In response to the assumption that a dyno is accurate to 1%, I highly doubt that. I've had physics labs where we estimated the error in volt meters to be as high as 1%. A voltmeter is a simple device that relies of few variables. A dynamometer is far more complex. Furthermore, you can never really test your car twice the exact same way. Experimental controls would mean having two cars with identical engines (try gettin that at the showroom), in climate controlled booths, with only one thing different, and running the test. When doing dyno pulls, the first run may have heated the engine or the tires enough to see 5 hp gains the next time around, warm engine making it run better, warm tires making it stick better.

I hope that this information is helpful and accurate. If there are any mistakes, please send me a pm and I'll fix the mistake or address it in the thread.

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post #18 of 58 (permalink) Old 11-13-2006, 02:39 PM
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why not just get a hyper-voltage system instead? I noticed the most difference w/ that.

isn't that just a fancy name for a grounding kit???

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post #19 of 58 (permalink) Old 11-13-2006, 02:45 PM
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In response to the assumption that a dyno is accurate to 1%, I highly doubt that. I've had physics labs where we estimated the error in volt meters to be as high as 1%. A voltmeter is a simple device that relies of few variables. A dynamometer is far more complex. Furthermore, you can never really test your car twice the exact same way. Experimental controls would mean having two cars with identical engines (try gettin that at the showroom), in climate controlled booths, with only one thing different, and running the test. When doing dyno pulls, the first run may have heated the engine or the tires enough to see 5 hp gains the next time around, warm engine making it run better, warm tires making it stick better.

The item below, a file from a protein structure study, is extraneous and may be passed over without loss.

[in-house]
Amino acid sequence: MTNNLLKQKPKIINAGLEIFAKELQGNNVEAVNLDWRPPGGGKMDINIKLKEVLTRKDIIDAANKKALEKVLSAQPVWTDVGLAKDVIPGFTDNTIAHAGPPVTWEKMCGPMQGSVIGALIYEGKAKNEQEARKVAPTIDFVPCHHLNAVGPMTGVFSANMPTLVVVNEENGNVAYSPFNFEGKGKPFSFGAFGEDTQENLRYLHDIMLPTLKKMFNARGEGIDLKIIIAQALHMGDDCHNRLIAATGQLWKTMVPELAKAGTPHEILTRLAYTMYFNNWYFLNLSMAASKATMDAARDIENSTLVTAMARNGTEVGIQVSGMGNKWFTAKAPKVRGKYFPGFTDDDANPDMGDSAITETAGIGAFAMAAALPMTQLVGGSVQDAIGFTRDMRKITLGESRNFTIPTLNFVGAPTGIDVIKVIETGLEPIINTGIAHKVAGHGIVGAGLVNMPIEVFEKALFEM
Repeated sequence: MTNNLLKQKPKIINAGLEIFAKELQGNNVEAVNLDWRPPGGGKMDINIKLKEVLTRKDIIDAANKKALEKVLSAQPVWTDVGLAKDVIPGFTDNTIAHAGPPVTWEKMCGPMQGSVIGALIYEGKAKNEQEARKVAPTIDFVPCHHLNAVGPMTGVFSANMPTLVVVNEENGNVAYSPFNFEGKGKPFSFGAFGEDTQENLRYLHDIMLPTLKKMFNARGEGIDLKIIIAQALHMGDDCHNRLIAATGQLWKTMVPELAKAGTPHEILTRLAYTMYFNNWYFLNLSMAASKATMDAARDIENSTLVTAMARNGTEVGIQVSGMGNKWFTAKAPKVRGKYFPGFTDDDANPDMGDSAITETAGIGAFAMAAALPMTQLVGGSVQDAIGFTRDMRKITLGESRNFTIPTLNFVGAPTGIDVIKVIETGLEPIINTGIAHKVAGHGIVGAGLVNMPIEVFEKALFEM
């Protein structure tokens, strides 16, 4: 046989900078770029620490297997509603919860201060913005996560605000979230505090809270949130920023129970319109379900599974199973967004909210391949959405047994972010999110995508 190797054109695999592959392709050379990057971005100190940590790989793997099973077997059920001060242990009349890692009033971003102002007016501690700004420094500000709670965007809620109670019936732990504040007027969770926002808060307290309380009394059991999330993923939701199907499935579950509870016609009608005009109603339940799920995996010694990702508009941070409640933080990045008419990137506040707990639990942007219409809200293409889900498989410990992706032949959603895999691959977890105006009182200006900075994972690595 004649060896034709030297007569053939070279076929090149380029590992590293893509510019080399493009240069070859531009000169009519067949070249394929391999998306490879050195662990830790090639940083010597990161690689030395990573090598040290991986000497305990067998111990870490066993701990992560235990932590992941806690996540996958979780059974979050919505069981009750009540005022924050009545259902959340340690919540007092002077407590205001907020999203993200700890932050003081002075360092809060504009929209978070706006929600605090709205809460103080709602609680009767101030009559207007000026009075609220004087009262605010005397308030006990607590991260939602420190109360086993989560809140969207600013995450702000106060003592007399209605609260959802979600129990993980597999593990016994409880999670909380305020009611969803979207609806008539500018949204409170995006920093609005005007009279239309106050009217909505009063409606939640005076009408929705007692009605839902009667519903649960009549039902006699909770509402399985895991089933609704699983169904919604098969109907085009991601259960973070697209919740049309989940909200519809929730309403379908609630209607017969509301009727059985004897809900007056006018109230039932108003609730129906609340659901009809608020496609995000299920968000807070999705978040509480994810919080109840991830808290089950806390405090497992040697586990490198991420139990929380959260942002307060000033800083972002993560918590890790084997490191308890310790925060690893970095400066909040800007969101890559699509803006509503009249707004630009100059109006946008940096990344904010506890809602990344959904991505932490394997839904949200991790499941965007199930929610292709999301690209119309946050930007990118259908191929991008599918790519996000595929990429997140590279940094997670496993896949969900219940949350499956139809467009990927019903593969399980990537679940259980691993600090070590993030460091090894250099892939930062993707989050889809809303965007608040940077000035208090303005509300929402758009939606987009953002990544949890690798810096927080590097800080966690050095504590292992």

Dynojets are supposed to be calibrated on a regular basis. Most shops do adhere to the recommended schedule. If there are errors, they are recalibrated to within 1% of actual. As far as not testing the same two times, this is why you do at least 3 before and 3 after pulls. As I stated, I took the best before and worst after. I eliminated most of the variables by testing 30 minutes apart (no climatic changes) and by not unstrapping the car. Also, by making 3 pulls, the engine temp was normalized.

I really don't care if you believe me or not. I use grounding kits because I've seen that they work on several different cars. You don't want to use one, that's fine with me. Like I said, I don't sell 'em.

Aaron B.
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post #20 of 58 (permalink) Old 11-13-2006, 02:58 PM
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But Dynos can do nothing for the air environment. If you made the room cooler by 10 degrees you would see an improvement in dyno numbers with nothing else changing on the car. This would have NOTHING to do with the dyno being calibrated.

5 whp on a single run is not enough of a change unless you can see it across the board avg. of several runs.